Nature Mentors is a program designed to promote ongoing nature engagement among urban youth

Hackett, K. ., Ziegler, M. ., Olson, J. ., Bizub, J. ., Stolley, M. ., Szabo, A. ., … Beyer, K. . (2020). Nature Mentors: A program to encourage outdoor activity and nature engagement among urban youth and families. Journal of Adventure Education and Outdoor Learning.

Concerns about the negative impact of children's declining engagement with nature have spawned the development of intervention programs in communities around the world. Nature Mentors in Milwaukee is an example of one such program. Nature Mentors evolved from a partnership between the Urban Ecology Center in Milwaukee and academic researchers at the Medical College of Wisconsin and the University of Wisconsin-Milwaukee. The program was designed to encourage outdoor, nature-based activity among adult mentor and child mentee pairs and families. An evaluation component was built into the design of the program. The program was implemented once a week over a five-week period. Each 2.5-hour session included instruction in outdoor-related skills (e.g., fishing, bird watching, canoeing, etc.) and time to practice the skills in a natural setting.

Researchers used pre- and post-surveys and in-depth interviews to evaluate the outcomes of the Nature Mentors program and to assess the potential utility of similar programs in encouraging more time spent outdoors and in contact with nature. Assessment measures focused on participants' intentions, skills and abilities, and environmental constraints relating to engagement in outdoor activities. One measure -- the Outdoor Skills Confidence Scale -- was developed by the research team to assess a participant's self-efficacy in performing a range of outdoor, nature-based skills. This scale was completed by youth and adults before and after participating in the Nature Mentors program. Interview questions focused on participants' perceptions of time outdoors, multiple levels of influence on their outdoor recreation, relationships between mentors and mentees, and feelings about nature and play in general. Interviews were also conducted before and after participation in the program. Participants also completed weekly program evaluation surveys.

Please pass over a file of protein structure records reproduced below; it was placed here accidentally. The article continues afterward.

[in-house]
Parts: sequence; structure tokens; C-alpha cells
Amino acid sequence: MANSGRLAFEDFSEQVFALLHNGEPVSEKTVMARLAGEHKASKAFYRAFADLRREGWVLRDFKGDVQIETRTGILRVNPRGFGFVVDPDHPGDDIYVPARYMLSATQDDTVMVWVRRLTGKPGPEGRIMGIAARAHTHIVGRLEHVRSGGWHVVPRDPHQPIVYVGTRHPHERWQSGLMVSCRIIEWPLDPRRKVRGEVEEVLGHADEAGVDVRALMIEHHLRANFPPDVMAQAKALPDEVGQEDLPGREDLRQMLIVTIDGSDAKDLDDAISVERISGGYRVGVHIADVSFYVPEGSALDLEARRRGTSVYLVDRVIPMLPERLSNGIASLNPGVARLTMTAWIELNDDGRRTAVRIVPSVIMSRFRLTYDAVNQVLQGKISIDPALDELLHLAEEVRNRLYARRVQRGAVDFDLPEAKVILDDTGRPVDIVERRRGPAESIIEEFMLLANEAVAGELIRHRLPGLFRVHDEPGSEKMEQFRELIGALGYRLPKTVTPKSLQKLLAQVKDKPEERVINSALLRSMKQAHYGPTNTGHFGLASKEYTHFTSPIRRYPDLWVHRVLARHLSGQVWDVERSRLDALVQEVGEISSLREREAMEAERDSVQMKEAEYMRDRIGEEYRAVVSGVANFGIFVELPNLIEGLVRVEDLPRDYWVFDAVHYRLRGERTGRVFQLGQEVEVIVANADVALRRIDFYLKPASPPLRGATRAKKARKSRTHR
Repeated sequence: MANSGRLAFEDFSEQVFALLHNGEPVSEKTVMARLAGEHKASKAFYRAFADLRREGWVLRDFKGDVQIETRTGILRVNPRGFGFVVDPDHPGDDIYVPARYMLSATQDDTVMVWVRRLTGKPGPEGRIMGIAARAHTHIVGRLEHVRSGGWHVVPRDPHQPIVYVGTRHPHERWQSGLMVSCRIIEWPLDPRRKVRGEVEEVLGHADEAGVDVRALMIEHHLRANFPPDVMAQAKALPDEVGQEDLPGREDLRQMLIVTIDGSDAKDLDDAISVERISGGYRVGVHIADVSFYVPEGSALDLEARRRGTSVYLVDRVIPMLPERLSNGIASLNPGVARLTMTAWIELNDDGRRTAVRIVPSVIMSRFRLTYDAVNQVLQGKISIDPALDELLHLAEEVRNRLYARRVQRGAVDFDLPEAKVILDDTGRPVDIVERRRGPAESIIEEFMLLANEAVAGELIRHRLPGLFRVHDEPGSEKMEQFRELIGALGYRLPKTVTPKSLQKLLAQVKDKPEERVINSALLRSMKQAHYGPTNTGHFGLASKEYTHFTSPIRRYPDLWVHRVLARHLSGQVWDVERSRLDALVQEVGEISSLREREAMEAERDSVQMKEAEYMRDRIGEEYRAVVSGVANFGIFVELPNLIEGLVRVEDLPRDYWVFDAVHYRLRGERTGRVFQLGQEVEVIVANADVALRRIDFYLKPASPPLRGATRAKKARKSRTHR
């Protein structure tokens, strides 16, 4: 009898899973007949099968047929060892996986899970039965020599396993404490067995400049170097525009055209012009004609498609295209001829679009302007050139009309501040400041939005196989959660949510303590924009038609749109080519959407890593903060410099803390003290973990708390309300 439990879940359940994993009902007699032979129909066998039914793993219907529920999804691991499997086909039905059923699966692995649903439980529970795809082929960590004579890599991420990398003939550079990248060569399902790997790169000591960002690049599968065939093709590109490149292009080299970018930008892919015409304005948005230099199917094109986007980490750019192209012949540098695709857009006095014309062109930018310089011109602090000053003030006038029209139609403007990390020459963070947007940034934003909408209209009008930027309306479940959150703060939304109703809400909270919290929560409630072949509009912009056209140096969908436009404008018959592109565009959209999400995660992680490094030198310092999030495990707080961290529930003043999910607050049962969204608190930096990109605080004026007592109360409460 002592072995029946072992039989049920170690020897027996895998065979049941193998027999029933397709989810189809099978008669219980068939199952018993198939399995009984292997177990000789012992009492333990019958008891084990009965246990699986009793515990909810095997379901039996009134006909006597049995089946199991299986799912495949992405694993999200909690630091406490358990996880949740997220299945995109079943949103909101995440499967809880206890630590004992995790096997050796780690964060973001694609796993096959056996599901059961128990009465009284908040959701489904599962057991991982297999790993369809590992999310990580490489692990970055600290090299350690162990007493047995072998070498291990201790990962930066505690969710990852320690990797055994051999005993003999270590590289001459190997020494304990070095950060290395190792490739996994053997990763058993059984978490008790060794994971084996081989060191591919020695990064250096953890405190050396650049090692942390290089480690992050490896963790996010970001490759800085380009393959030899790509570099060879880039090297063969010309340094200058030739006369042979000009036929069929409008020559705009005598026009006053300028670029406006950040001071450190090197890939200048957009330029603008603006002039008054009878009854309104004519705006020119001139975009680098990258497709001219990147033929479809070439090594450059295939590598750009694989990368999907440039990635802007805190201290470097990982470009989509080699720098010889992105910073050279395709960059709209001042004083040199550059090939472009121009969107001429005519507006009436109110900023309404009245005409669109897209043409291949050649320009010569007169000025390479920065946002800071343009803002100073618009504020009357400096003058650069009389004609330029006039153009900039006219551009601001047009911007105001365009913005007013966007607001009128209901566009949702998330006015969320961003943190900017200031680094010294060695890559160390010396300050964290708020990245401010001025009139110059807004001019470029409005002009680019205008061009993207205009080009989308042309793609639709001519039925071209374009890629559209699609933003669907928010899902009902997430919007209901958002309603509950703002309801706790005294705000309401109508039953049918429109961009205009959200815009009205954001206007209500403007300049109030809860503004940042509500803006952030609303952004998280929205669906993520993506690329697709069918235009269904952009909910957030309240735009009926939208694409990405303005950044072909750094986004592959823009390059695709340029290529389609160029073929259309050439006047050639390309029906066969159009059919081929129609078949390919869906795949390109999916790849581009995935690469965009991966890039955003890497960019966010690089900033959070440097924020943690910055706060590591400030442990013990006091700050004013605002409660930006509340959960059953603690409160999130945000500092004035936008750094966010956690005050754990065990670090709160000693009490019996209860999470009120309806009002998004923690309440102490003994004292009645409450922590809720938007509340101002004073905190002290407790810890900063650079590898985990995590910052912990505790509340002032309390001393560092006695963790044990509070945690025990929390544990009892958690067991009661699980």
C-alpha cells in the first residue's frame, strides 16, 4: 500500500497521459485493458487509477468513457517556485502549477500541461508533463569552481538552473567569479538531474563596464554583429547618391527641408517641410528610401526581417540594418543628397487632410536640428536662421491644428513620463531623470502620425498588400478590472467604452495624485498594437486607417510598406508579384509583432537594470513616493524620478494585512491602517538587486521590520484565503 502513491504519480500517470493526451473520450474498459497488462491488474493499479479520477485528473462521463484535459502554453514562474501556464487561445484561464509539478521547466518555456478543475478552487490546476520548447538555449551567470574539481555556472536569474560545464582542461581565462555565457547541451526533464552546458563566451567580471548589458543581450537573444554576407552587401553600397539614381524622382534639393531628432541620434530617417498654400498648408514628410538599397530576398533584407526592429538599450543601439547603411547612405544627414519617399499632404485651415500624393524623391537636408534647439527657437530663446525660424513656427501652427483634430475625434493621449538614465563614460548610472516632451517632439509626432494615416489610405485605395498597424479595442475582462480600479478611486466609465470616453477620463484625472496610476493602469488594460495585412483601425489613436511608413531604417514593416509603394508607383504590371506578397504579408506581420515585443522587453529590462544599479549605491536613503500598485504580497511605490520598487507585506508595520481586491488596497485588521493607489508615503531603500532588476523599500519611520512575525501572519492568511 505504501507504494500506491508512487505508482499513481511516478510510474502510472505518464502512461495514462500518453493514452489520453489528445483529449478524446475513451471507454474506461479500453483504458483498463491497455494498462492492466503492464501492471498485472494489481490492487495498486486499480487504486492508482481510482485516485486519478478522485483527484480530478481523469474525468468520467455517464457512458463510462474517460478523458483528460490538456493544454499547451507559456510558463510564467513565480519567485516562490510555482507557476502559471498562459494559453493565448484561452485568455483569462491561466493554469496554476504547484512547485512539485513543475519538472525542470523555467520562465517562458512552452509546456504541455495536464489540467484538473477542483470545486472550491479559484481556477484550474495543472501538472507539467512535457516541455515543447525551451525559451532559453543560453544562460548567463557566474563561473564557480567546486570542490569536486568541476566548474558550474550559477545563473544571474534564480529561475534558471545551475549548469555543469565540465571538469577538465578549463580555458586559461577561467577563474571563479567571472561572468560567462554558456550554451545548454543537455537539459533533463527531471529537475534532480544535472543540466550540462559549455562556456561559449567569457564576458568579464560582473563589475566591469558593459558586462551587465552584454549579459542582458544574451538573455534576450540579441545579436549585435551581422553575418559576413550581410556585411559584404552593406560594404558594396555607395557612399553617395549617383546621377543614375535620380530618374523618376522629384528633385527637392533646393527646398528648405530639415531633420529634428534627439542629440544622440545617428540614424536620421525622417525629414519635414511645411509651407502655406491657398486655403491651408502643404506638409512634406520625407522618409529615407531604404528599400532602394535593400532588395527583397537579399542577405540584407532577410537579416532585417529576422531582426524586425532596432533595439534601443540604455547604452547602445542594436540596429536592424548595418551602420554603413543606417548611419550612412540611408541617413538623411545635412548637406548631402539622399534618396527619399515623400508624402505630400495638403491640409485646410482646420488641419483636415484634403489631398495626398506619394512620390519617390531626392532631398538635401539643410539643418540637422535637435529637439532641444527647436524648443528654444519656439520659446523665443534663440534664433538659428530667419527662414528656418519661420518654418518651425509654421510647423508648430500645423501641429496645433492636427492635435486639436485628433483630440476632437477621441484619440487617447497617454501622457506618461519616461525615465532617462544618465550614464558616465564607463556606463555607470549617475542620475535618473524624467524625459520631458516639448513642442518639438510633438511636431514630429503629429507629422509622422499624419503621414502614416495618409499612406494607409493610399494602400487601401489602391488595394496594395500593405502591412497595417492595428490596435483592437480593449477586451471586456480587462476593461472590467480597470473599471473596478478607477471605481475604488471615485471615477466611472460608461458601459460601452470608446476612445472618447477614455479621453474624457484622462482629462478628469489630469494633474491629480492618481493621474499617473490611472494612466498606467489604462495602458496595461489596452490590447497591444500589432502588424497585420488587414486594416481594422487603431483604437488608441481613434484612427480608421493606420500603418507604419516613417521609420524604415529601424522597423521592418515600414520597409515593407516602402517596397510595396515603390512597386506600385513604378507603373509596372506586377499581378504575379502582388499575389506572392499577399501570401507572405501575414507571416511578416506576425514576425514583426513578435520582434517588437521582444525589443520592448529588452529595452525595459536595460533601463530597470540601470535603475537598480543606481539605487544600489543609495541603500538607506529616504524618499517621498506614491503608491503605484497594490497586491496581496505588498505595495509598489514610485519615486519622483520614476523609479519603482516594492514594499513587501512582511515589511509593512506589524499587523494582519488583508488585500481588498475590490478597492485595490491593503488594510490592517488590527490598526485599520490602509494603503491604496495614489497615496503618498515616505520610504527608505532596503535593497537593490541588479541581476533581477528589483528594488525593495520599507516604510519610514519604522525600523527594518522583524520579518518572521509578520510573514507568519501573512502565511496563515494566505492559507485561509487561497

Weekly evaluations showed a high level of satisfaction with the program. Most of the participants felt they had learned from the sessions and accomplished skills taught in the sessions. Survey and interview results provided clear evidence that significant environmental barriers – such as weather and climate – limited participants' active outdoor time. The most serious barrier, however, related to concerns about physical safety.

This research highlights the significance of environmental barriers to behavior change in relation to outdoor activity, especially in urban areas. This study also demonstrates how existing environmental assets (such as parks and greenspace) can be used to influence individual behaviors, attitudes, self-efficacy, and skills. Additionally, this study indicates that programs like Nature Mentors can be effective in promoting more time outdoors and in contact with nature. The implementation of such programs may be especially helpful in urban, low-income neighborhoods where people are more likely to be significantly impacted by socioeconomic and environmental barriers.

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